Part of what makes le Carre's fiction appealing is its emphasis on human nature. Le Carre's novels are not about great armies of spies that clash in the night, deciding the fate of all humanity. Instead, they are stories of individual people, whose personalities shape what they do. Central in The Russia House is Barley's personality, not the characteristics of his government, or his spy agency, or the Western world.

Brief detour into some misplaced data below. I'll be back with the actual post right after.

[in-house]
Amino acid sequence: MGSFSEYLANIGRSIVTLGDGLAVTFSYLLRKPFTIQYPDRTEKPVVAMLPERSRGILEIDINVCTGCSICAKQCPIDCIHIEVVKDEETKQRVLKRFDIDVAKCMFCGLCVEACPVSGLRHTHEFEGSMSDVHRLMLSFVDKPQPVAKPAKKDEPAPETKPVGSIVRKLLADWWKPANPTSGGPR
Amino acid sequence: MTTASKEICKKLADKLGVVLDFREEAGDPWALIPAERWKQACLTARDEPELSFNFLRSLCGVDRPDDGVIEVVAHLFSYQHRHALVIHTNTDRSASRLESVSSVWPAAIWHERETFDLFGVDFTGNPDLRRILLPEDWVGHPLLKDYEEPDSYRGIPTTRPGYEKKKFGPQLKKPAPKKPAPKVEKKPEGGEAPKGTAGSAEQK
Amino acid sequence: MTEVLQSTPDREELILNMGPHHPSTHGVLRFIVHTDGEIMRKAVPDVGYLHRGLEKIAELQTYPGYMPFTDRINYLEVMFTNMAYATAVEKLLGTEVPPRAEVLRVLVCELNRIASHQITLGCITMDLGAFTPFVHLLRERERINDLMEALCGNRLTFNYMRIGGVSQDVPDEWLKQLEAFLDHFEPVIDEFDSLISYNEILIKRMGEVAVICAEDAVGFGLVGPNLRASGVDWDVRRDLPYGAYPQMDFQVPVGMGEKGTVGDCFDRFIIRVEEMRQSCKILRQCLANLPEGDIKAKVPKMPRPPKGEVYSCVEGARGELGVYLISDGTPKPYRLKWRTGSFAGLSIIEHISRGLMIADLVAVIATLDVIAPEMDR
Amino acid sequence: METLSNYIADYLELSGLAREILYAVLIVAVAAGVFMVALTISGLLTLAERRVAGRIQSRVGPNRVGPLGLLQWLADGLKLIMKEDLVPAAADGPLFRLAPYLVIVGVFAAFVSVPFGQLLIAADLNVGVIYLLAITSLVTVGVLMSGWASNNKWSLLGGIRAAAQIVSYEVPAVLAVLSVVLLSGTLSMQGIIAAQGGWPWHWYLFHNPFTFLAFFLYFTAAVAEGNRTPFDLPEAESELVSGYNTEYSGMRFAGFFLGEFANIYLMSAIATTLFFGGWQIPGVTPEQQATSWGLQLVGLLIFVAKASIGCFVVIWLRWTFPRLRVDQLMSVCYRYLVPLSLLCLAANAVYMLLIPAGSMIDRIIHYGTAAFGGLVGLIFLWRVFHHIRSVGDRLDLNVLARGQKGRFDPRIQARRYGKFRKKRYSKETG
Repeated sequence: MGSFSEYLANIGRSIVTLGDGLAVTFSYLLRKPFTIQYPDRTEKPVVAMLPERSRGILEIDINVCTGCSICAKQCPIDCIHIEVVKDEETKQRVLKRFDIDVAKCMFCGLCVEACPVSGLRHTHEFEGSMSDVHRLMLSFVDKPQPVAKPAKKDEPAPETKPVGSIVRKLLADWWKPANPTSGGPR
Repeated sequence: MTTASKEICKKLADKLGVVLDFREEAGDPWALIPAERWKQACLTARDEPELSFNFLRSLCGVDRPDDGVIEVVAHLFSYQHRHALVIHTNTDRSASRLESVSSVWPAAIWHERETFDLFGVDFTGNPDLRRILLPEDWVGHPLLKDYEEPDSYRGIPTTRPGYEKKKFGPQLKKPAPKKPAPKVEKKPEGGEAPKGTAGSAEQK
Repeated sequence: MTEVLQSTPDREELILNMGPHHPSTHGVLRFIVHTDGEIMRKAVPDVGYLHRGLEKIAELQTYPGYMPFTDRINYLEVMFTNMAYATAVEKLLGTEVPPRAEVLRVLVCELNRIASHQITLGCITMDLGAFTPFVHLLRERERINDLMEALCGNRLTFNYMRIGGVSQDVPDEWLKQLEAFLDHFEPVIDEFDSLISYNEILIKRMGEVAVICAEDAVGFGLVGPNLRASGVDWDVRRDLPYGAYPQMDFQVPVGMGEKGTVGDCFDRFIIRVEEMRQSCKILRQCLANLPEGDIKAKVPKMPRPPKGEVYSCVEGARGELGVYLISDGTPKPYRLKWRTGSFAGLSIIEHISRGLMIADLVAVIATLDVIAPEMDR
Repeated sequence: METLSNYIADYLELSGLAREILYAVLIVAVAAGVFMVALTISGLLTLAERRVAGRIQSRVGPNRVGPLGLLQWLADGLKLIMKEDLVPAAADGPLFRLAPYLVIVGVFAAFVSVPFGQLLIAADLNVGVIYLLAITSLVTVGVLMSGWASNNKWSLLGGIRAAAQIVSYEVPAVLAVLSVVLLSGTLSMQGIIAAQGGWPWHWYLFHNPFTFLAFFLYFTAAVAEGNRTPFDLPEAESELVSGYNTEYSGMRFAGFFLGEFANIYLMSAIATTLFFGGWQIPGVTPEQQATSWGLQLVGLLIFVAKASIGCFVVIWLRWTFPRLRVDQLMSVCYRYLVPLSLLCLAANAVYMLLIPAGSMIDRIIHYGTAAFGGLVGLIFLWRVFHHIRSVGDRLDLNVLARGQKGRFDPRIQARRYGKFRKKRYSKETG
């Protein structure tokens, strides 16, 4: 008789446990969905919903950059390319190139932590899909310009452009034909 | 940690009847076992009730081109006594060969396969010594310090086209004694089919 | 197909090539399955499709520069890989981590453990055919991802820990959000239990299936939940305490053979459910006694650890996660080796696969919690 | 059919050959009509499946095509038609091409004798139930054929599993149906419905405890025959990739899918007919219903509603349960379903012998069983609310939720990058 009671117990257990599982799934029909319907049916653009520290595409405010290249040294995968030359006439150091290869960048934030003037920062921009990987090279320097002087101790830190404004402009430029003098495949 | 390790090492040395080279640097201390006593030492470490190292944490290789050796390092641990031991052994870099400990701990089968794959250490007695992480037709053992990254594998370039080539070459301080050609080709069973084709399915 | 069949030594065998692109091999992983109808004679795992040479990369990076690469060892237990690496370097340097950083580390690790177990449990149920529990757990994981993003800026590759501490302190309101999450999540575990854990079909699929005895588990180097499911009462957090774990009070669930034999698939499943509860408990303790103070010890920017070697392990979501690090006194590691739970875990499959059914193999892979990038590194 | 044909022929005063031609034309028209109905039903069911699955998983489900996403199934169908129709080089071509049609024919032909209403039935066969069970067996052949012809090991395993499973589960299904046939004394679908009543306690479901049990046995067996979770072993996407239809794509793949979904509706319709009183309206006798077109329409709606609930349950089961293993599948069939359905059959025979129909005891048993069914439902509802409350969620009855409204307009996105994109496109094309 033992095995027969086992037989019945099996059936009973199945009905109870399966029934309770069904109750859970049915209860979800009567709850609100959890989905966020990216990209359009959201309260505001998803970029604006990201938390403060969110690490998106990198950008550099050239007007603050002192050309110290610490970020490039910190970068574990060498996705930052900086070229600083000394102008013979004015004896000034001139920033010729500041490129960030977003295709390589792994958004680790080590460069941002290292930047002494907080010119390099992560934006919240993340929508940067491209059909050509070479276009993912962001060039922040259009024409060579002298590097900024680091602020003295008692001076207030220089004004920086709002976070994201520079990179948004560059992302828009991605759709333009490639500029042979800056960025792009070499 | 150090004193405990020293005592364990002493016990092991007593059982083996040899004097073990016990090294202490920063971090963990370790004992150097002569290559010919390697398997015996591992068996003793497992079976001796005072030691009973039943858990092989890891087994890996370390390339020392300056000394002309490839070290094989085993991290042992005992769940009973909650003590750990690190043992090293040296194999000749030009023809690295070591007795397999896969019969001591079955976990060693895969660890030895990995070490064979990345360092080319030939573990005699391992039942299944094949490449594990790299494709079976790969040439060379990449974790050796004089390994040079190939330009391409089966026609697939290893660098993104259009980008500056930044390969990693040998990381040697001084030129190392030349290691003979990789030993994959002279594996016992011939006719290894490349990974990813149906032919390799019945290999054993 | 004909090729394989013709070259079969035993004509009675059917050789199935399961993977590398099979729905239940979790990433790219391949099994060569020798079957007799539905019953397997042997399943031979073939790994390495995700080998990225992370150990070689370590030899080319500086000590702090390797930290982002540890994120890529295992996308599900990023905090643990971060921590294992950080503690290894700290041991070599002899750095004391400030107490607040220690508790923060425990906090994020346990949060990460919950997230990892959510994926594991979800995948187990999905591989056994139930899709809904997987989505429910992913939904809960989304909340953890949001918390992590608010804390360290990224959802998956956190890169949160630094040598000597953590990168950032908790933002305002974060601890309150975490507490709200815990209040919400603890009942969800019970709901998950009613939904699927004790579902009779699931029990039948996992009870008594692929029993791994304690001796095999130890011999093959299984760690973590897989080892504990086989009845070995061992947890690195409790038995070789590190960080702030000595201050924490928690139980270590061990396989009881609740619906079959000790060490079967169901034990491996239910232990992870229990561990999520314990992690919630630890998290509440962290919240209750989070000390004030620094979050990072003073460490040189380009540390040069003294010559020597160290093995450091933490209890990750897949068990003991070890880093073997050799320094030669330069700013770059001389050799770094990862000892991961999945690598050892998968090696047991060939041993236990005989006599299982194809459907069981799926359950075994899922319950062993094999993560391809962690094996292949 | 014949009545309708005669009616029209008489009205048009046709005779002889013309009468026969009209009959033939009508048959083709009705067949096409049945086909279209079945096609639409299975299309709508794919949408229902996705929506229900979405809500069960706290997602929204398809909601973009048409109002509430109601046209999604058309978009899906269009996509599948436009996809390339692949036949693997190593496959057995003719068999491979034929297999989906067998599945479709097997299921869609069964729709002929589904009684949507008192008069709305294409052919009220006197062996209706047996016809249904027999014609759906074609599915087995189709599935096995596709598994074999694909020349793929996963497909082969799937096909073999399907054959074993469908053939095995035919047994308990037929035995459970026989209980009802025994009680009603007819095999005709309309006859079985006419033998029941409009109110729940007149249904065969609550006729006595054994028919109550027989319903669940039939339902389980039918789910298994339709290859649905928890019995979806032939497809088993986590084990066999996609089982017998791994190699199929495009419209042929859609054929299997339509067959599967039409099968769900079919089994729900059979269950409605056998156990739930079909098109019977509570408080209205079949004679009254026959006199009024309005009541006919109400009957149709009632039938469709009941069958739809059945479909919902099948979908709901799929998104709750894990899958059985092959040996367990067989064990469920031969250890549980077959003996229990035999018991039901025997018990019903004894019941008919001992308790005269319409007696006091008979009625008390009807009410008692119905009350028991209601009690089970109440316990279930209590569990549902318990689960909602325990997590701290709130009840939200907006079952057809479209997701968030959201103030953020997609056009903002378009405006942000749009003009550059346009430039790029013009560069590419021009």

Ned recognizes this, which is why he knows well ahead of time what Barley really intends to do. Ned's colleagues do not realize Barley's intentions; they naively think their training has somehow fashioned Barley into the faithful drudge that he could never truly be.
Thus, they are surprised by his betrayal.